Day 9 of our journey and it was hard to wake up. After our midnight concert the night before and staying up to watch us leave Tromsø and search for the Northern Lights, it was after 2 o’clock in the morning before I finally fell into bed. It was a good thing that they served breakfast until 10am or I would have starved…as if it is even possible to starve on a cruise ship! All of my devices needed recharging. I don’t know if you knew or even thought about the fact that electrical outlets look different in Europe. In order to plug in your stuff, you need to have an adapter or adapters. Norway is no different and the ship was no different, either. I did know about this ahead of time and brought along my handy-dandy adapter kit. In Norway, the outlet is a round, recessed receptacle with two round holes. The little gadget at the top right fits into that port and then the larger, square voltage thing plugs into that and finally you can plug the charger for your Kindle or MP3 or tablet or phone or whatever right into the voltage thing. It’s a little awkward with all this jumble of stuff plugged into each other and hanging out of the outlet, but it works! Within just a short time I was all recharged and ready to go. At about 10:45 we arrived in the little village of Risøyhamn, with a population of 211. Risøhamn is connected by a beautiful bridge to the island of Andøya, which is closest to some of the best fishing banks on this coast. The fish are transported to Risøyhamn by truck and then transferred to the Hurtigruten ships for delivery. I got out to take a quick walk up and down the main street, to stretch my legs and get a feel for the place. You can see the moon up in the sky and our ship docked at the quay. In about fifteen minutes we were once again on our way.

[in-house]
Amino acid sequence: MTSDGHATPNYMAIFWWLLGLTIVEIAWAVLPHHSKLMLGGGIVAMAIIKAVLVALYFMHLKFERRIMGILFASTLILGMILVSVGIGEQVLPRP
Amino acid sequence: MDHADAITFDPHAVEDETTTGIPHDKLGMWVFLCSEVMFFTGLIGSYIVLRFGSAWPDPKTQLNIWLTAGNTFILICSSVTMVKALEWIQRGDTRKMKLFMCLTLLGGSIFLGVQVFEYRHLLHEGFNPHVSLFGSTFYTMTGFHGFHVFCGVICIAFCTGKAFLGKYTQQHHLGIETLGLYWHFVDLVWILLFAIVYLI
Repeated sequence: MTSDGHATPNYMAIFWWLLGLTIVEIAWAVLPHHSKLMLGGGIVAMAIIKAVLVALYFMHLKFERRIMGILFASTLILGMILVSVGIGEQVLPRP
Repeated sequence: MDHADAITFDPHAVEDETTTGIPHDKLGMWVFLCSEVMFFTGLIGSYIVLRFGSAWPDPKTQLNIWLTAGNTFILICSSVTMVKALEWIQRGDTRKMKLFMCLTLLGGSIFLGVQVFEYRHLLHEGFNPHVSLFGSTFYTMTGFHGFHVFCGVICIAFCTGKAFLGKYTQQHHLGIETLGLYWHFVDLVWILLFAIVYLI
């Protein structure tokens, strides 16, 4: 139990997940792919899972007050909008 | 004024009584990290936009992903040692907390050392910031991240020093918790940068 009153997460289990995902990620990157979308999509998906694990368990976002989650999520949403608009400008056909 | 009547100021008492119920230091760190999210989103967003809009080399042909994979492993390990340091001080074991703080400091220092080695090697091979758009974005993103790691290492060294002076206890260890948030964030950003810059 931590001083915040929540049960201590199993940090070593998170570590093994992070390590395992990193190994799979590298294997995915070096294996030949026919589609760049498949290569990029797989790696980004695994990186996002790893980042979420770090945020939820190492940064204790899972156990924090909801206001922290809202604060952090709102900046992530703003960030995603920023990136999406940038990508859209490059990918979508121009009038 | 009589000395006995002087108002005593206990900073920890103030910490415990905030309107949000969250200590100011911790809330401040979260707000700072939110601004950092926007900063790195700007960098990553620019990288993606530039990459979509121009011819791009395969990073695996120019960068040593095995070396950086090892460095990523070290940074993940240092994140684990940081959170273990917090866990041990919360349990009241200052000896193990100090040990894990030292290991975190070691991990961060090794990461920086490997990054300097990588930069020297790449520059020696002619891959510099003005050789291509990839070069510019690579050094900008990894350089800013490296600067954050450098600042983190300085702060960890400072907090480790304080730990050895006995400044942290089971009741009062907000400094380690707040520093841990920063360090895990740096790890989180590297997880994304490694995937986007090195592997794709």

Our next port of call, just after lunch, was Sortland, (pronounced SOTE-lan), the main town in Vesterålen, (pronounced VES-ter-RONE), with a population of about 4,600. Sortland is the headquarters for Norway’s Coastguard, patrolling the vast area of the North Atlantic. Lots of houses in town are painted blue, so it is sometimes referred to as the “blue city”.
Lots of people got off and on the ship at this port, although we were scheduled to be here for just half-an-hour.
Some ship passengers took the opportunity to try out using a kicksled, which is very common in Norway, especially where roads are not plowed. We saw people everywhere using them.
This poor guy was digging out his car. I think he was one of those who got off the ship. I hope he didn’t have plans to get anywhere soon!
I was intrigued by this church, which was visible from the ship, peeping through the trees. I found out that it was built in 1902 and if I ever visit again, I will go visit it.
On our way once more, our next stop was in Stokmarknes, (pronounced STOCK-mark-NESS) where we arrived a little after 2 o’clock in the afternoon. This is the home of the Museum of the Coastal Express, where it all began for Hurtigruten. Those who were on the full voyage were treated to free tickets to the museum. The centerpiece of the museum, is being able to go aboard the Finnmarken, built in 1956 and which is now being restored.